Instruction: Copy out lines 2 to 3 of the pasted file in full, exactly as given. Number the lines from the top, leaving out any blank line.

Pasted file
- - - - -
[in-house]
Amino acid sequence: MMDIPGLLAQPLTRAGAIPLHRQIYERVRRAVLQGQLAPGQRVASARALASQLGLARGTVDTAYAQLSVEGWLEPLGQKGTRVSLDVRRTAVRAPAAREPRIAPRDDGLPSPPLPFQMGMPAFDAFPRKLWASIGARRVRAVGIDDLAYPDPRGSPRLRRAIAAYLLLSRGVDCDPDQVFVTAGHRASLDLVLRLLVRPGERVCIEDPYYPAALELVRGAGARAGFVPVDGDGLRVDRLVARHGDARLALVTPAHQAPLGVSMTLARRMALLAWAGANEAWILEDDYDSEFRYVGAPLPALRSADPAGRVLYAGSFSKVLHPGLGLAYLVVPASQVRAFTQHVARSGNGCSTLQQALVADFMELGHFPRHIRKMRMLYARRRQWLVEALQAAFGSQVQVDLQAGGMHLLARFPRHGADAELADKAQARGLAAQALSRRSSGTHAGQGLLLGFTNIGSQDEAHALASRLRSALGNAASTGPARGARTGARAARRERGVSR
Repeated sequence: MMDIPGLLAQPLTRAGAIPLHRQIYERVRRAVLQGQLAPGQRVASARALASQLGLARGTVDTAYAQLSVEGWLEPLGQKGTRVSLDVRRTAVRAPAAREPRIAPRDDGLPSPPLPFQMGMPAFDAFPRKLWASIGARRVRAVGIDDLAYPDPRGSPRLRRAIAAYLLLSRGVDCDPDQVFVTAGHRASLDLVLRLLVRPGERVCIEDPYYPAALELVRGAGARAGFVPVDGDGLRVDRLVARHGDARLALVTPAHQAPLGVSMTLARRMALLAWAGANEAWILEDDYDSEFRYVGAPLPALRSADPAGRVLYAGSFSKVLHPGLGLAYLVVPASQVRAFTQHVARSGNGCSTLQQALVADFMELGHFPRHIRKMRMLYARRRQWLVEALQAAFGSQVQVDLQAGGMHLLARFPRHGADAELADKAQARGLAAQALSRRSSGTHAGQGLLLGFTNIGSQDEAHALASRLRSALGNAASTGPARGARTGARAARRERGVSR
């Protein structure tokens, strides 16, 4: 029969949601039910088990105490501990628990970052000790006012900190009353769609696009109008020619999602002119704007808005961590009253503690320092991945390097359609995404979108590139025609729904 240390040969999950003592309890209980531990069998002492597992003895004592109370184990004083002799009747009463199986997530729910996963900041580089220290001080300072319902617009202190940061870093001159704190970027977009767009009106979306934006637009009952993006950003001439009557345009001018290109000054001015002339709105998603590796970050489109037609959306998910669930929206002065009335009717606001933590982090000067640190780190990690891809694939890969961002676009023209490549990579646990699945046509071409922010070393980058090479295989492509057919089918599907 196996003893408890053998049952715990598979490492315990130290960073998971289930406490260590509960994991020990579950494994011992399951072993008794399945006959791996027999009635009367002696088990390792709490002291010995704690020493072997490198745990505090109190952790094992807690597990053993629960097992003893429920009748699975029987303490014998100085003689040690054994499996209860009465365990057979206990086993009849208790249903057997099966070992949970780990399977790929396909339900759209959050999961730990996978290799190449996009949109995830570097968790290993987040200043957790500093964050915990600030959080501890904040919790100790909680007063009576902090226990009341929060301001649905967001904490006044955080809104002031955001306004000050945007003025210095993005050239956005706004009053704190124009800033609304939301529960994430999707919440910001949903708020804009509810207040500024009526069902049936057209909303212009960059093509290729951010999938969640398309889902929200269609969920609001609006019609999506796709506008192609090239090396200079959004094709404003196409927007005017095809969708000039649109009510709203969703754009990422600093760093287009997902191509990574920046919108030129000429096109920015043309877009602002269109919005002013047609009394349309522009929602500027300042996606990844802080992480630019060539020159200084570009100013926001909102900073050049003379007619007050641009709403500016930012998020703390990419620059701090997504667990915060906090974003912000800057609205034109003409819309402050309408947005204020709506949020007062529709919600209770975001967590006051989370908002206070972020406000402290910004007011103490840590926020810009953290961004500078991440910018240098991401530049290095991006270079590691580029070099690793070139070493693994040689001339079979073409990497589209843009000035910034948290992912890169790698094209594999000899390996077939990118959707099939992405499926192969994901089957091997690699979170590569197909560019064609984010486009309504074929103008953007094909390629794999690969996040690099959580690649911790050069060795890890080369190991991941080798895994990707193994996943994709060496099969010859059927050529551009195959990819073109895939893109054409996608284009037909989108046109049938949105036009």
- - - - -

Amino acid sequence: MMDIPGLLAQPLTRAGAIPLHRQIYERVRRAVLQGQLAPGQRVASARALASQLGLARGTVDTAYAQLSVEGWLEPLGQKGTRVSLDVRRTAVRAPAAREPRIAPRDDGLPSPPLPFQMGMPAFDAFPRKLWASIGARRVRAVGIDDLAYPDPRGSPRLRRAIAAYLLLSRGVDCDPDQVFVTAGHRASLDLVLRLLVRPGERVCIEDPYYPAALELVRGAGARAGFVPVDGDGLRVDRLVARHGDARLALVTPAHQAPLGVSMTLARRMALLAWAGANEAWILEDDYDSEFRYVGAPLPALRSADPAGRVLYAGSFSKVLHPGLGLAYLVVPASQVRAFTQHVARSGNGCSTLQQALVADFMELGHFPRHIRKMRMLYARRRQWLVEALQAAFGSQVQVDLQAGGMHLLARFPRHGADAELADKAQARGLAAQALSRRSSGTHAGQGLLLGFTNIGSQDEAHALASRLRSALGNAASTGPARGARTGARAARRERGVSR
Repeated sequence: MMDIPGLLAQPLTRAGAIPLHRQIYERVRRAVLQGQLAPGQRVASARALASQLGLARGTVDTAYAQLSVEGWLEPLGQKGTRVSLDVRRTAVRAPAAREPRIAPRDDGLPSPPLPFQMGMPAFDAFPRKLWASIGARRVRAVGIDDLAYPDPRGSPRLRRAIAAYLLLSRGVDCDPDQVFVTAGHRASLDLVLRLLVRPGERVCIEDPYYPAALELVRGAGARAGFVPVDGDGLRVDRLVARHGDARLALVTPAHQAPLGVSMTLARRMALLAWAGANEAWILEDDYDSEFRYVGAPLPALRSADPAGRVLYAGSFSKVLHPGLGLAYLVVPASQVRAFTQHVARSGNGCSTLQQALVADFMELGHFPRHIRKMRMLYARRRQWLVEALQAAFGSQVQVDLQAGGMHLLARFPRHGADAELADKAQARGLAAQALSRRSSGTHAGQGLLLGFTNIGSQDEAHALASRLRSALGNAASTGPARGARTGARAARRERGVSR